Weak, bare, or damaged parts of your lawn should be tended to in early spring. Overseeding is a great way to add new grass to your lawn, but make sure you’re committed to a proper watering schedule to achieve good growth.
Seeding is a great way to freshen up the lawn, and give it a much need minor renovation. If you're planning on seeding your lawn, here are some things to consider.
Seed-to-Soil Contact is Vital
In order to get good results with any lawn seeding project, the seed must be in contact with soil. If seed is simply sprinkled on the surface of a lawn with an excessive thatch layer, the seed may germinate, but the tiny roots of the newly germinated seed will never make it to the soil, and will die during the first hot dry period. Seed must have good seed to soil contact.
Use the Best Grass Seed Available
- Avoid saving money on grass seed.
- Buy the best seed for the environmental conditions found in the landscape.
- Use a seed mixture, as opposed to one cultivar.
- A variety of grass seed species and cultivars results in good biodiversity within the lawn.
- Good biodiversity results in a lawn better able to tolerate environmental stresses.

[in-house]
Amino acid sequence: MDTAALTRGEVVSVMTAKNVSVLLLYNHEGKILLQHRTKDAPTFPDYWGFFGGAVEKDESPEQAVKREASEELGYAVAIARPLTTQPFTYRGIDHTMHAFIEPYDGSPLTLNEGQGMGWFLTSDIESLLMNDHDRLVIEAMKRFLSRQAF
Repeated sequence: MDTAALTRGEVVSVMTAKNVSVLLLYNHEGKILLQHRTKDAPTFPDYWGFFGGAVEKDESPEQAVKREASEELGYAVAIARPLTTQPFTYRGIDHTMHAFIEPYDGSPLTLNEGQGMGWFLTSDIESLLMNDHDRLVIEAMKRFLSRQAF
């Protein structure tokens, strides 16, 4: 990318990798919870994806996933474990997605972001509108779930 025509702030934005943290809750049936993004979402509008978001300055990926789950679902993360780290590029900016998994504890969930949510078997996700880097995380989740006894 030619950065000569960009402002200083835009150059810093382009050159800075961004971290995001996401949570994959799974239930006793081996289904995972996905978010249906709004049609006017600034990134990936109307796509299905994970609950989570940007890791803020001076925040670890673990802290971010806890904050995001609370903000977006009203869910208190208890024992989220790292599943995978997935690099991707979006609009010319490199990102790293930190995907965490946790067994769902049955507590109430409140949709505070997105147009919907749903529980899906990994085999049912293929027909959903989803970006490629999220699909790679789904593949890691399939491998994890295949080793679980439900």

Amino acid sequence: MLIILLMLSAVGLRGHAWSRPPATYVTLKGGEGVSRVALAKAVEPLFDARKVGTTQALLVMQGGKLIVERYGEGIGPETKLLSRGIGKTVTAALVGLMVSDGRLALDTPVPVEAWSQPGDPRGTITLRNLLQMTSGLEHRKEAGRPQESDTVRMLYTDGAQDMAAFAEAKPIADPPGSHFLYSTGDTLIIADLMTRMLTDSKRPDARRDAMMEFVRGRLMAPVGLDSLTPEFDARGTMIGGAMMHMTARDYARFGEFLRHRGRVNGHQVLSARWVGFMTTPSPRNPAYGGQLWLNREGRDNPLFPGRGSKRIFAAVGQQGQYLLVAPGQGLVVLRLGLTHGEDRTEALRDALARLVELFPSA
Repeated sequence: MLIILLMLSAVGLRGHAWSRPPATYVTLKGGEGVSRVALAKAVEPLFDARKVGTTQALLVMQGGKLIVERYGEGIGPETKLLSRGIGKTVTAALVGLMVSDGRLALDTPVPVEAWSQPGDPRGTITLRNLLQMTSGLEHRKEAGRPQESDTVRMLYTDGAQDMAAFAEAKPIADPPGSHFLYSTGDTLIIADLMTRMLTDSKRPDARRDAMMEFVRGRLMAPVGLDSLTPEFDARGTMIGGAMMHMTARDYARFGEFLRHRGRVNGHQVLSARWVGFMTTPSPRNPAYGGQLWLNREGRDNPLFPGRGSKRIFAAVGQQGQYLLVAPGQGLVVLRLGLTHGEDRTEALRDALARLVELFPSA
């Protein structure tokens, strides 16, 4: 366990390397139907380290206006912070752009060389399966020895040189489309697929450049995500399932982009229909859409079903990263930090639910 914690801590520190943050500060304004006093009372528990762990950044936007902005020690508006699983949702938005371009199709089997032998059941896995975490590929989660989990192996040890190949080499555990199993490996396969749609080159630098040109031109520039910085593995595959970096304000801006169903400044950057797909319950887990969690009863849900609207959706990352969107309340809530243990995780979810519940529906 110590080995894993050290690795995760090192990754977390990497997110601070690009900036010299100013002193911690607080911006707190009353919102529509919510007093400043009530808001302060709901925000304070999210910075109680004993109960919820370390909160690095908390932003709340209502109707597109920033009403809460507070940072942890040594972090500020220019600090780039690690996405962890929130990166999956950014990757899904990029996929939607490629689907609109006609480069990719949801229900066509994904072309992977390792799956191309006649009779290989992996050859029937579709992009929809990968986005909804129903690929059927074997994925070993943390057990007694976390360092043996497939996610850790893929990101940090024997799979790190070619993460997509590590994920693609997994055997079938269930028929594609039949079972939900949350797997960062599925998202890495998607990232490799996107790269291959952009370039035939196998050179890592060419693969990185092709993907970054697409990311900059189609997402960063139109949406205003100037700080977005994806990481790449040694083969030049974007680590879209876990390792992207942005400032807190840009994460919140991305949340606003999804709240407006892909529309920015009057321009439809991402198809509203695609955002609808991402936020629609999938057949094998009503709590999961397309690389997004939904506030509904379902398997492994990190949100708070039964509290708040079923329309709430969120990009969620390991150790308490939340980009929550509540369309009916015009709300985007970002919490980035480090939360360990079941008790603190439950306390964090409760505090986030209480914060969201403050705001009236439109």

- Use certified seed selected to address specific disease or insect resistance, as well as environmental factors like shade or drought.
Correct Soil Compaction and Soil pH
Maintain Good Topsoil Moisture - Water!
Water daily until the new grass plants is established. It generally takes about a month for new seed to germinate and get established.
A newly seeded lawn needs to be watered daily in order to ensure good establishment. The newly germinated seeds have tiny, shallow roots and will die quickly if the water supply runs out. Light irrigation (1 cm of water) daily is all that is required. Avoid heavy irrigation as this can result in pooling of the water, erosion, and leaching of valuable nutrients below the root zone.